Football is a game of inches, but it’s also a game of minutes and seconds.
What we learned in the Detroit Lions’ first four games is the importance of playing to the end. Starting with the opener against the Cardinals, all four games have had the outcome decided or set up by a play in the last 63 seconds of regulation time.
In the case of the Cardinals, a late TD and two-point conversion led to an overtime tie. It was defensive stops in wins over the Chargers and Eagles, and a game-winning TD for the Chiefs in Sunday’s win over the Lions.
Among the other things we learned: That running back Kerryon Johnson has done nothing – when given the opportunity – to show that his promising rookie season was a fluke; offensive coordinator Darrell Bevell has some wrinkles to go with his reputation for building a solid running game; and the Lions still have to learn to take advantage of playing at Ford Field.
We start with playing to the end:
One by one, here is how the first four games were decided by late plays:
Cardinals: It never should have come down to a late drive by the Cardinals. The Lions had a 24-6 lead when rookie tight end T.J. Hockenson caught a touchdown pass in the first minute of the fourth quarter.
For the rest of the quarter it was a group effort by the Lions that let the Cardinals tie the game. The defense couldn’t hold the lead. The offense couldn’t extend it. And the special teams gave up a blocked punt that put the Cardinals in position to tie the game.
A TD pass with 43 seconds left, followed by a pass for a two-point conversion sent the game into overtime. An exchange of field goals created the final 27-27 tie.
Chargers: A 13-10 lead was secured by Darius Slay’s interception in the end zone with 63 seconds left, followed by quarterback Matthew Stafford’s third-down pass to tight end Jesse James.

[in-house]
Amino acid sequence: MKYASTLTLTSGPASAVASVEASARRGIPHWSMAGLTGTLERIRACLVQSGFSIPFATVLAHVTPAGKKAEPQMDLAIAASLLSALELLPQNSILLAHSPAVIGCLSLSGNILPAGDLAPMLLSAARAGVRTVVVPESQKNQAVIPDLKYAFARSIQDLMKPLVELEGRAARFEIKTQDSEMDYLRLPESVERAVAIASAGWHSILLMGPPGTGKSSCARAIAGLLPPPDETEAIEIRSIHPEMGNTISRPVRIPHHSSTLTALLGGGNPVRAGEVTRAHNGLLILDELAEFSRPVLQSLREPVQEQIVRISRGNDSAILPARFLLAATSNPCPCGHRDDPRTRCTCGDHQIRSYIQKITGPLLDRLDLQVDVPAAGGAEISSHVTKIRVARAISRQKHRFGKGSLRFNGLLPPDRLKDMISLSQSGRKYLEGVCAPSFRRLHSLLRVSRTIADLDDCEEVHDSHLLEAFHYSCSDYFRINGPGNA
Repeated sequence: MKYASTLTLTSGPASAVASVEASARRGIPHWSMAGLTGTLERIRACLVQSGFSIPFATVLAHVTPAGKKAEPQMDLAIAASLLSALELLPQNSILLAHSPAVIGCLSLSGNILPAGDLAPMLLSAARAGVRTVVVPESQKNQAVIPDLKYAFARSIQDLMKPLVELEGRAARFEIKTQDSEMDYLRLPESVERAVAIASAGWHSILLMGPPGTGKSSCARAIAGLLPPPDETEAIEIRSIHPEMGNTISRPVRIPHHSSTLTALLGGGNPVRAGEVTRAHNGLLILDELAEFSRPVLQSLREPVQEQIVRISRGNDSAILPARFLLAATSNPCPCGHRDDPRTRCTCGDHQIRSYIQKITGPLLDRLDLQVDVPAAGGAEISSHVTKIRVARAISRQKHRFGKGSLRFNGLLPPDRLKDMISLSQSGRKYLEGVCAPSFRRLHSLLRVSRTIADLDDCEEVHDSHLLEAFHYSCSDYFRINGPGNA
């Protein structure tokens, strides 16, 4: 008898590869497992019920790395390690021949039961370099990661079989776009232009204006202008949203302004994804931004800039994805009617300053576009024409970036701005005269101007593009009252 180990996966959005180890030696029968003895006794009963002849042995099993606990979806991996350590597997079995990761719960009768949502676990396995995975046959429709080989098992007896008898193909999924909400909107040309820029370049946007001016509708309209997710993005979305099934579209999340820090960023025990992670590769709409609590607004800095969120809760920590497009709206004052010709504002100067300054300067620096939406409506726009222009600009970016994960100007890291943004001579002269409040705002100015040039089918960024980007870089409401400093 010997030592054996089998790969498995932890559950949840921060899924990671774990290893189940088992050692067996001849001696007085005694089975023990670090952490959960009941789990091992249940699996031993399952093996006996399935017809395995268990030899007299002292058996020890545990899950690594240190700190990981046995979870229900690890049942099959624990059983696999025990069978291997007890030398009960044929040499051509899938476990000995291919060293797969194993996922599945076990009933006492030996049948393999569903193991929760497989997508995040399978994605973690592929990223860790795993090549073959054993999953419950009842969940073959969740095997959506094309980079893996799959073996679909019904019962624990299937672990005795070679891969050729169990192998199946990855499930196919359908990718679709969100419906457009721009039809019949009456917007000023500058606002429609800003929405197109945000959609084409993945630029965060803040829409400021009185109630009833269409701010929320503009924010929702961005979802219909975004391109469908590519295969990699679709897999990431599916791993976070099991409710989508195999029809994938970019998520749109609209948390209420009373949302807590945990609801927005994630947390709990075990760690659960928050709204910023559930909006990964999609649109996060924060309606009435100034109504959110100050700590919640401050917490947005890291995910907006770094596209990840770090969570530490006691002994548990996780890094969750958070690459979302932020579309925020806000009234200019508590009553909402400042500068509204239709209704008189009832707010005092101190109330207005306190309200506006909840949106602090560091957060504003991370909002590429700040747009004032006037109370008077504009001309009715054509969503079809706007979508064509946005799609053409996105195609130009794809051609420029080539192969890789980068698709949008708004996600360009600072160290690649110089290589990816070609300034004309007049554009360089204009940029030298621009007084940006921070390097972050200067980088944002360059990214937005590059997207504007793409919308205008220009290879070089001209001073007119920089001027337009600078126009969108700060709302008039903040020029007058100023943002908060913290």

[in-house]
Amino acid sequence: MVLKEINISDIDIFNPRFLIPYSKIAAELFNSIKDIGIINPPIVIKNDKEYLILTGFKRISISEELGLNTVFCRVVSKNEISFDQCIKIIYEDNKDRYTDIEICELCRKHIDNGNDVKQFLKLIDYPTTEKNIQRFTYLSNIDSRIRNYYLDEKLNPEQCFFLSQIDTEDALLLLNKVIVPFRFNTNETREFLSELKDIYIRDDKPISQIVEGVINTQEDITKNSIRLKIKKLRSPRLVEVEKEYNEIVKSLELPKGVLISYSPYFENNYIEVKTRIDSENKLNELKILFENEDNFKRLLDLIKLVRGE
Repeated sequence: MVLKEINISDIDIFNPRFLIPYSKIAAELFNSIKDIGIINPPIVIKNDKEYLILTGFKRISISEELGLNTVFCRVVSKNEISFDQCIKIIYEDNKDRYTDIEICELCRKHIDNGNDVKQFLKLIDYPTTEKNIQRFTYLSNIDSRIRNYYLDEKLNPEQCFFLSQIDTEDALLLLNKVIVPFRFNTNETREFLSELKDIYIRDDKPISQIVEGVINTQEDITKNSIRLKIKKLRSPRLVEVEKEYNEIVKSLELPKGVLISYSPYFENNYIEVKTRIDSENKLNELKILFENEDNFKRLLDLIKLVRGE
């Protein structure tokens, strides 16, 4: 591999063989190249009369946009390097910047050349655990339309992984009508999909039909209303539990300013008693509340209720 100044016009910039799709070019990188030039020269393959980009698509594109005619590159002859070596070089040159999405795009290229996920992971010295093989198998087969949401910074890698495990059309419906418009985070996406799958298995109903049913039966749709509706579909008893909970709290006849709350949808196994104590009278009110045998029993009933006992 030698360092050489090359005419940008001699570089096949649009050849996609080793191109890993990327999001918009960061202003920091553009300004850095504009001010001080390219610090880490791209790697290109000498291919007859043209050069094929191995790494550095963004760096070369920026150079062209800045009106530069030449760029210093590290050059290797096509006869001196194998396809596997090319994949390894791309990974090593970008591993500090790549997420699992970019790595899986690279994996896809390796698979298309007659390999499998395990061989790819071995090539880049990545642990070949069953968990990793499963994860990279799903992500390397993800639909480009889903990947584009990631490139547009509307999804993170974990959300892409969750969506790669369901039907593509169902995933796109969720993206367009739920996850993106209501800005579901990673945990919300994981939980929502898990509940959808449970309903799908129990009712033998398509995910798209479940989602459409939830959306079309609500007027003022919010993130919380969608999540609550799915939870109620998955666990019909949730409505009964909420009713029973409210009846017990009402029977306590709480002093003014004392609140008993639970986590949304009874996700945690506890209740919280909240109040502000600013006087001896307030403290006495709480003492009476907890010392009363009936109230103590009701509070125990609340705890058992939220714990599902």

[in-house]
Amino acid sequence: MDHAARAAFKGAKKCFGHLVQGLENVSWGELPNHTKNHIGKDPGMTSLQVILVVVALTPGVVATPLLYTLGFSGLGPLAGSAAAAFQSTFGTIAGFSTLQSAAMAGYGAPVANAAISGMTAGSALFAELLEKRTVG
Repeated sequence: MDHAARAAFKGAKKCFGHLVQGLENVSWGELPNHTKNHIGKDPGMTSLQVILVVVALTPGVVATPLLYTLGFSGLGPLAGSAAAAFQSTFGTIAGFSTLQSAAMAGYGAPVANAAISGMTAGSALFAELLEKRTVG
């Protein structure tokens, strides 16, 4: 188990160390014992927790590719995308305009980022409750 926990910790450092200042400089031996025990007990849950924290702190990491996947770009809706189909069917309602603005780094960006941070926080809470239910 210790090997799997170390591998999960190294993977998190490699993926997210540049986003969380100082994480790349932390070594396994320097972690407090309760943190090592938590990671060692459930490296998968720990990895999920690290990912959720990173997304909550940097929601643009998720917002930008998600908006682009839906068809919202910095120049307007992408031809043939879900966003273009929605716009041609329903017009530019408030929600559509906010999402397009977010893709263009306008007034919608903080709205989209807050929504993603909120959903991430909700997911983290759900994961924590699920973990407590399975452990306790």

Eagles: A 10-point fourth-quarter lead shrank to three. It held up as the final margin in a 27-24 win when Eagles wide receiver J.J. Arcega-Whiteside couldn’t come up with a pass in the end zone with 41 seconds left.
Chiefs: A TD pass to wide receiver Kenny Golladay gave the Lions a 30-27 lead with 2:26 left, but the Chiefs rallied to win.
Chiefs quarterback Patrick Mahomes’ scramble for a first down on fourth and eight kept the possession alive. Running back Darrel Williams scored the winning TD on a one-yard run with 20 seconds left.
Bottom line: In four full games plus a 10-minute overtime in the opener, game-deciding plays were made in a combined span of two minutes, 47 seconds.
There were other plays that set up the finish, but the end game has become an increasingly important part of NFL games.
View photos from the Detroit Lions vs. Kansas City Chiefs Week 4 game at Ford Field on Sunday, Sept. 29, 2019 in Detroit.
Kerryon: What’s wrong with Kerryon Johnson? That was a popular question before Sunday’s game, and a fairly legitimate one since he’d been held to 126 yards on 48 carries in the first three games.
Johnson rushed for 125 yards on 28 carries against the Chiefs, and he added two catches for 32 yards. The offensive line is starting to come around. As a result, so is Johnson’s production.
Bevell influence: Under Bevell, the Lions are getting the ball downfield more than previously. That’s reflected in Matthew Stafford’s average of 8.0 yards per attempt through four games, compared to his 6.8-yard per attempt after last year for a full season.
The ball’s also being spread around in different ways to running backs. J.D. McKissic gained 26 yards on a run out of the backfield Sunday, with the help of a block by fullback Nick Bawden. The previous week, McKissic split wide right and gained 44 yards on an end around to the left. It was his only carry of the game.
More to come, we can assume.
Dome field advantage: It’s only two games, but the Lions haven’t turned Ford Field and all its noise into their personal party pit. They’re 1-1 in the first two home games.
The atmosphere is set up for the Lions to dominate at home and make a playoff run.
They have to take advantage of it.